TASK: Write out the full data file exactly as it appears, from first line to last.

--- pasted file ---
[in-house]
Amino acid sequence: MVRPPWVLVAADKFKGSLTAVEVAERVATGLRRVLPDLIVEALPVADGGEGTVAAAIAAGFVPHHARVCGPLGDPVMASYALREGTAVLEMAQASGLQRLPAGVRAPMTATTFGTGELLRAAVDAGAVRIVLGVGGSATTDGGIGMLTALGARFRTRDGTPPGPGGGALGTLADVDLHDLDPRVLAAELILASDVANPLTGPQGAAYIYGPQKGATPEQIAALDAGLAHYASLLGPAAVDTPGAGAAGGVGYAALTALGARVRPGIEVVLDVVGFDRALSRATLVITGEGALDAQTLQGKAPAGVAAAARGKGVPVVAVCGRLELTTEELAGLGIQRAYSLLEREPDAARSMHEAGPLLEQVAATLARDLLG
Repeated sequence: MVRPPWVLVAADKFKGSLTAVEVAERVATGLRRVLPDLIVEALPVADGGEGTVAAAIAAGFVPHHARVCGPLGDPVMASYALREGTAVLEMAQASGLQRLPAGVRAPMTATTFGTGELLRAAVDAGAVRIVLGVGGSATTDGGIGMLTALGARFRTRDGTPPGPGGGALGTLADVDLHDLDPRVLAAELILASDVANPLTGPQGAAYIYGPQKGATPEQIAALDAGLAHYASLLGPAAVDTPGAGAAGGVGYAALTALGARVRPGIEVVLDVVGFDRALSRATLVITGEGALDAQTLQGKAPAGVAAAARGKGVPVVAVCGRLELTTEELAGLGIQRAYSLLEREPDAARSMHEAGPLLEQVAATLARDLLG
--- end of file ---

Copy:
[in-house]
Amino acid sequence: MVRPPWVLVAADKFKGSLTAVEVAERVATGLRRVLPDLIVEALPVADGGEGTVAAAIAAGFVPHHARVCGPLGDPVMASYALREGTAVLEMAQASGLQRLPAGVRAPMTATTFGTGELLRAAVDAGAVRIVLGVGGSATTDGGIGMLTALGARFRTRDGTPPGPGGGALGTLADVDLHDLDPRVLAAELILASDVANPLTGPQGAAYIYGPQKGATPEQIAALDAGLAHYASLLGPAAVDTPGAGAAGGVGYAALTALGARVRPGIEVVLDVVGFDRALSRATLVITGEGALDAQTLQGKAPAGVAAAARGKGVPVVAVCGRLELTTEELAGLGIQRAYSLLEREPDAARSMHEAGPLLEQVAATLARDLLG
Repeated sequence: MVRPPWVLVAADKFKGSLTAVEVAERVATGLRRVLPDLIVEALPVADGGEGTVAAAIAAGFVPHHARVCGPLGDPVMASYALREGTAVLEMAQASGLQRLPAGVRAPMTATTFGTGELLRAAVDAGAVRIVLGVGGSATTDGGIGMLTALGARFRTRDGTPPGPGGGALGTLADVDLHDLDPRVLAAELILASDVANPLTGPQGAAYIYGPQKGATPEQIAALDAGLAHYASLLGPAAVDTPGAGAAGGVGYAALTALGARVRPGIEVVLDVVGFDRALSRATLVITGEGALDAQTLQGKAPAGVAAAARGKGVPVVAVCGRLELTTEELAGLGIQRAYSLLEREPDAARSMHEAGPLLEQVAATLARDLLG